The Cook Islands is famous for their motorbike driving licenses, which make for a particularly fun souvenir. A 10-minute driving test and $20 ($10 for the theory test; $10 for the practical) is all it takes to get yours, and this then allows you to hire scooters and ride around the islands. All you need to do is turn up to the police station in Avarua. There, you’ll show your passport, fill in a short piece of paperwork, pay your fee, then get down to action. Answer a simple quiz full of easy, common-sense questions, then drive up and down a short alleyway, showing you can weave through some cones and indicate when turning. You’ll then have your driving license!
It costs around $15 a day to rent a scooter, or $7 for a bicycle. On an island that’s so quiet, you don’t have to worry about traffic and accidents — this is a place where everyone goes slow.
How to Save money on Food in Rarotonga
It’s far easier to eat on a budget in Rarotonga than it is in Aitutaki, thanks to the street food carts and night markets you can find dotted around the island. Look for small shacks selling fish sandwiches by the side of the road for the best bargains, and if there’s a queue of locals outside, it’s a sign it’ll be delicious.
If you spend any time in Avarua, the row of shacks pictured above is the place to be for enormous seafood platters for $7-10. They’re located alongside the lagoon close to the market and have tons of options.
In Muri, The Mooring Cafe is always full of locals and super-popular for lunch. The fish sandwiches ($8.50) are so delicious that I ate there everyday. Muri’s night market is your best option for cheap dinners, offering generous portions of local dishes and live music on most evenings. I highly recommend checking it out for both a cultural experience and to save money.
What to Do While You’re in Rarotonga
If you’re on a strict budget and don’t want to spend much money on activities, there’s plenty to keep you busy on the island for free. Sunbathing on the beach is, of course, what most people come to the Cook Islands for and most guesthouses will have snorkels you can use out in the lagoon, too.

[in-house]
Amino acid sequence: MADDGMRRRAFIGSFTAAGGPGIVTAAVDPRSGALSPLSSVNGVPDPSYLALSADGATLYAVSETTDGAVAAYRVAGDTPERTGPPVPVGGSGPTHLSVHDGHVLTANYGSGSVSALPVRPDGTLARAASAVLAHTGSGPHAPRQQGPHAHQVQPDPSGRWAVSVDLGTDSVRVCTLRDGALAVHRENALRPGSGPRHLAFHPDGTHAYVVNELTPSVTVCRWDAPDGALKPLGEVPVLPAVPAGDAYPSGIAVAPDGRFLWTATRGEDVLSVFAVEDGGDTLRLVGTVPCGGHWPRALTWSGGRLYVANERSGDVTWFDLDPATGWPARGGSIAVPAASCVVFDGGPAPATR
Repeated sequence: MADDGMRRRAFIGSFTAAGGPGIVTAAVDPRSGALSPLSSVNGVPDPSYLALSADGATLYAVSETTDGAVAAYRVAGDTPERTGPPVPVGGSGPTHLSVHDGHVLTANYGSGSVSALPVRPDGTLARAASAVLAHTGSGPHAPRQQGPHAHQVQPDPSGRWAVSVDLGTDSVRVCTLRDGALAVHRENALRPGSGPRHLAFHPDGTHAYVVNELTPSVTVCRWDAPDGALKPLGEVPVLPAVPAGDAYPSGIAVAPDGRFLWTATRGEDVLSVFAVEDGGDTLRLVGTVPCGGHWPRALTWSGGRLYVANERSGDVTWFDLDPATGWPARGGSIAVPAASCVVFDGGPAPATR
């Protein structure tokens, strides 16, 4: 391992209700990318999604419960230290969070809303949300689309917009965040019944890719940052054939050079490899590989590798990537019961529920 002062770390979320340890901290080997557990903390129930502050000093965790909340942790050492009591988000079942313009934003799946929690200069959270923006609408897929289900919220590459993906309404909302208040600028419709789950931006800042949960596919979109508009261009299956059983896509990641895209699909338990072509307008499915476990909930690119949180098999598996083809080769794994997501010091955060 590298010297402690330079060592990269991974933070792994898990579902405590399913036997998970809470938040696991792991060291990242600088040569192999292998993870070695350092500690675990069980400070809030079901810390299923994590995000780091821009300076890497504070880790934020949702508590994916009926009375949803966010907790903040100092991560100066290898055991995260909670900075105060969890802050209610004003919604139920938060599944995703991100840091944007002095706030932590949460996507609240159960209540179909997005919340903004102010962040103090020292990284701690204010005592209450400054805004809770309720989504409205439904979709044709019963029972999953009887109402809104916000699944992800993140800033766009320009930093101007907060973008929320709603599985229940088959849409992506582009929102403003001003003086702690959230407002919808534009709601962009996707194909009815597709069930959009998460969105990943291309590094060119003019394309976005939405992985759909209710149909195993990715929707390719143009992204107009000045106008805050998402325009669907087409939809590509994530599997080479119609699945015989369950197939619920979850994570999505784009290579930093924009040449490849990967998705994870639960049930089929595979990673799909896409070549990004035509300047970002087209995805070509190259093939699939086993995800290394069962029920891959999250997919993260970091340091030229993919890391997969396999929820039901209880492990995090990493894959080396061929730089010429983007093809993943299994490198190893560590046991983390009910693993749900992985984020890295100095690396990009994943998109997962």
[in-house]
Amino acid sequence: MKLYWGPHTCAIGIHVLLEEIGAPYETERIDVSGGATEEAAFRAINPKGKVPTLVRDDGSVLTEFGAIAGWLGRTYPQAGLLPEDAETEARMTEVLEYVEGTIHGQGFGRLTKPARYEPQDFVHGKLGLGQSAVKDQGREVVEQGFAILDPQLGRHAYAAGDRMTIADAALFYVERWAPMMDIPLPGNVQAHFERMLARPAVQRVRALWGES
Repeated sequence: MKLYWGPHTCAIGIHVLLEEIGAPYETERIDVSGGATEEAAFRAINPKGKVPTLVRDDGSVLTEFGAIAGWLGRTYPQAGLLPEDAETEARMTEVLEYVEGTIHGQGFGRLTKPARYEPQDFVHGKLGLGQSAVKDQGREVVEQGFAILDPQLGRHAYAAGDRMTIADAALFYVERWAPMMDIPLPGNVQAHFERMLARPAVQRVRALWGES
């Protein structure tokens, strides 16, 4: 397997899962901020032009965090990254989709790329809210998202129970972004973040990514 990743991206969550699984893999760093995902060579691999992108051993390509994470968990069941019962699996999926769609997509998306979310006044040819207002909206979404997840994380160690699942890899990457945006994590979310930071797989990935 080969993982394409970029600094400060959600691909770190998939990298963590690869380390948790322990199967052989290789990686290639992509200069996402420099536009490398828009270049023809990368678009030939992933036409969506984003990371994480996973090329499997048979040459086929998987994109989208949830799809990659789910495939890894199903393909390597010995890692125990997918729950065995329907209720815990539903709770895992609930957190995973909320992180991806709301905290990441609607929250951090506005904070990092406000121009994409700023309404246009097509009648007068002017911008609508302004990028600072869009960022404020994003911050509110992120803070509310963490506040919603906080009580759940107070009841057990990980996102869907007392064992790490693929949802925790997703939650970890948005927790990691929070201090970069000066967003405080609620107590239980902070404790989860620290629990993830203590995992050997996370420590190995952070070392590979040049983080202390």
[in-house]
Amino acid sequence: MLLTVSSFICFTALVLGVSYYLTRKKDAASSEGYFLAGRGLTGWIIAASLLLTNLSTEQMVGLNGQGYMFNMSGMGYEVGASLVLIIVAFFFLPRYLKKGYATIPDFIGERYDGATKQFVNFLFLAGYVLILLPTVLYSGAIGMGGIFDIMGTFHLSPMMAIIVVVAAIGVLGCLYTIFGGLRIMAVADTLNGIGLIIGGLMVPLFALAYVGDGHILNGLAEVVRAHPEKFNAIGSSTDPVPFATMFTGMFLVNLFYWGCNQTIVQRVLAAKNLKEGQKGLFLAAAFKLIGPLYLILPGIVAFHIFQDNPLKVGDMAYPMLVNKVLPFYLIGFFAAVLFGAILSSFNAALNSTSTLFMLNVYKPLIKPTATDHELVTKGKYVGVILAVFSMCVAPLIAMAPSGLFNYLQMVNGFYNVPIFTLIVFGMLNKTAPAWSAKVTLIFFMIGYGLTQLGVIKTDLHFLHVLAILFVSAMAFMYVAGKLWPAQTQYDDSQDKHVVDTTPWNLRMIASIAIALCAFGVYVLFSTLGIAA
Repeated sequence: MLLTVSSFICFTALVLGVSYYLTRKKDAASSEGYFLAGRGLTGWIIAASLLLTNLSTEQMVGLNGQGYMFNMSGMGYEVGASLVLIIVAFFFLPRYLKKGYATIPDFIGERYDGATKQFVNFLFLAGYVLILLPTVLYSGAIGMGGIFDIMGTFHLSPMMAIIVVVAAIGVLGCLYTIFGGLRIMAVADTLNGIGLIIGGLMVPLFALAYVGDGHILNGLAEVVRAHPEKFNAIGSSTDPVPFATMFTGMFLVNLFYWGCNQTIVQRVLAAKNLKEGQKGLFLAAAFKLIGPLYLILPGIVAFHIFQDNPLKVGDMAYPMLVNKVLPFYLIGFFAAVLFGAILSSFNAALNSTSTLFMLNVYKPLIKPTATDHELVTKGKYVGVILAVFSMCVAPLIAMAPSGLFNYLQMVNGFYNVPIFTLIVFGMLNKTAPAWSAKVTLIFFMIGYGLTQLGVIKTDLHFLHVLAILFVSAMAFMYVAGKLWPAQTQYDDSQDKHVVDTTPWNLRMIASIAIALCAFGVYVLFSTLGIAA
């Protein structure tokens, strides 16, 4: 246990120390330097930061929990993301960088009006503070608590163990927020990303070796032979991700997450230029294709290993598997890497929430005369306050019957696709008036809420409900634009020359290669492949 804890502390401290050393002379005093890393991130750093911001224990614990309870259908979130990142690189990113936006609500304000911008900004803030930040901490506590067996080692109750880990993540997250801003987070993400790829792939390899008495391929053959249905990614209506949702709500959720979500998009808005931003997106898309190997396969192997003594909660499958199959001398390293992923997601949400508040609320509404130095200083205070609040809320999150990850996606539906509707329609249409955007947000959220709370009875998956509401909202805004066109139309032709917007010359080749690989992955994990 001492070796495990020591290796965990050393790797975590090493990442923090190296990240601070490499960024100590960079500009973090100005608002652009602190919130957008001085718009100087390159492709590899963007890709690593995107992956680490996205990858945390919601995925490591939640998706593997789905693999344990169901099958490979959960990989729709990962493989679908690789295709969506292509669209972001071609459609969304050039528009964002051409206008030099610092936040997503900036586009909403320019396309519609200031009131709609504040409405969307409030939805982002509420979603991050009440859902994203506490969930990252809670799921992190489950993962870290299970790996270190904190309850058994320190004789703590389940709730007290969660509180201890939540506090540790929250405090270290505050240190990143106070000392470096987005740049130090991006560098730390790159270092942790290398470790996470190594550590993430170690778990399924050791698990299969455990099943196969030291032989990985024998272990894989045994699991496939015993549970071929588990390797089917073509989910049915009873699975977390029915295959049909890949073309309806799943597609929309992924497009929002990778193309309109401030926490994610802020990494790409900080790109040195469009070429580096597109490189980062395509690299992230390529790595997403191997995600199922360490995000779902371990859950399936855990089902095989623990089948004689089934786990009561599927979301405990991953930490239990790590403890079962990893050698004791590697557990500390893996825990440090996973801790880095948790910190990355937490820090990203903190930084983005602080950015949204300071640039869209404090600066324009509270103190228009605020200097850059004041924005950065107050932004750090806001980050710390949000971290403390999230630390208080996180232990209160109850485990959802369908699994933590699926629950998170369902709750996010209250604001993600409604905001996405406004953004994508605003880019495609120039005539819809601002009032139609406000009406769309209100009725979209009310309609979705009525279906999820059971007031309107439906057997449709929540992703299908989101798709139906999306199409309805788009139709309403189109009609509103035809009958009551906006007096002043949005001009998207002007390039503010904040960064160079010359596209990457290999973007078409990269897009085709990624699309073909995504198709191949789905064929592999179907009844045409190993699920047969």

The centre of Rarotonga is all about the mountains, giving you tons of options to hike up to viewpoints all over the island. While you should hire a guide if you want to walk across the centre of the island — you can do this through your accommodation — it’s not necessary if you just want to get up high. Some of the easier (2-3 hour round trip) hikes are the Wigmore Falls track, the Avana Valley track, and the Raemaru track.
One of the best ways to explore the Cook Islands is by water, and a lagoon cruise in Muri is the way to go. Captain Tamas runs tours of the lagoon ($89) and is the highest rated tour company on the island. If you only do one activity while you’re in Rarotonga, this is the one to splurge on.
How to Get From Rarotonga to Aitutaki and Back
There’s only one way to get from Rarotonga to Aitutaki and that’s to fly with Air Rarotonga. Unfortunately, their prices are ridiculous and there are currently no ferries.
The best advice I can give is to book as early as possible, as soon as you buy your flights to the Cook Islands. I booked my flights less than two weeks before arriving and ended up paying $200 each way. For a thirty. minute. flight. A quick look at Air Rarotonga’s website shows the prices drop the further out you book, with flights in a few months’ time coming in at $120 each way. Still pretty expensive, but more affordable than a $400 round-trip that I had to pay for!
The other alternative is to just turn up in Rarotonga, head to the Air Rarotonga office and book through them. There are reports of people getting fares for half the price by booking last-minute, but you do run the risk of there being no availability on any of the flights. Or the flights being really expensive.
And you really do need to head to Aitutaki. If you only visit Rarotonga, you’ll be missing out on what makes the Cook Islands so special.
How to Visit Aitutaki on a Budget
Aitutaki is paradise and paradise doesn’t come cheap. From my initial research, I could immediately tell that this was going to be a splurge destination, but once I arrived, it actually wasn’t too bad at all.
Budget Accommodation Options on Aitutaki
There aren’t any hostels in Aitutaki, but there are a few affordable guesthouses. I stayed in a few different spots around the island and my favourite was Gina’s Garden Lodges. For $60 a night, I had an enormous bungalow with five beds — a bargain if you’re travelling with a group of friends! Gina was the loveliest human with a fascinating life, and she even gave me a huge hug when she drove me back to the airport. The bungalows were peaceful and surrounded by jungle, which made them particularly cool in my mind.
Another affordable option is Ranganui’s Retreat at $100 a night. I also stayed here, but didn’t like it all that much. The lack of air conditioning meant that my room was like a furnace, and the owner was never around whenever I needed to ask a question or buy a new internet voucher.